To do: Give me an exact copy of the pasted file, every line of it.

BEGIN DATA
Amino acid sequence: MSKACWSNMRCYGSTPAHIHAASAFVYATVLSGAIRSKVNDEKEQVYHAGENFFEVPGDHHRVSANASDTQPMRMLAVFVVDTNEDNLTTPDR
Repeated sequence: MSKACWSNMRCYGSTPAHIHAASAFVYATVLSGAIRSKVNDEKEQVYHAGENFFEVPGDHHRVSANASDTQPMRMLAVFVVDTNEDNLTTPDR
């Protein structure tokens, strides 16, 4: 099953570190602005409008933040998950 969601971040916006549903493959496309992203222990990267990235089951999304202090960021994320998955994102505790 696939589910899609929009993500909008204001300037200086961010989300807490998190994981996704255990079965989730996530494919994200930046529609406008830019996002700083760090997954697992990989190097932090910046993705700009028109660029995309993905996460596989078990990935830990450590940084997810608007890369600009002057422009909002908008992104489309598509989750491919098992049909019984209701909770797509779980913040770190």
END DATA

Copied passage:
Amino acid sequence: MSKACWSNMRCYGSTPAHIHAASAFVYATVLSGAIRSKVNDEKEQVYHAGENFFEVPGDHHRVSANASDTQPMRMLAVFVVDTNEDNLTTPDR
Repeated sequence: MSKACWSNMRCYGSTPAHIHAASAFVYATVLSGAIRSKVNDEKEQVYHAGENFFEVPGDHHRVSANASDTQPMRMLAVFVVDTNEDNLTTPDR
């Protein structure tokens, strides 16, 4: 099953570190602005409008933040998950 969601971040916006549903493959496309992203222990990267990235089951999304202090960021994320998955994102505790 696939589910899609929009993500909008204001300037200086961010989300807490998190994981996704255990079965989730996530494919994200930046529609406008830019996002700083760090997954697992990989190097932090910046993705700009028109660029995309993905996460596989078990990935830990450590940084997810608007890369600009002057422009909002908008992104489309598509989750491919098992049909019984209701909770797509779980913040770190």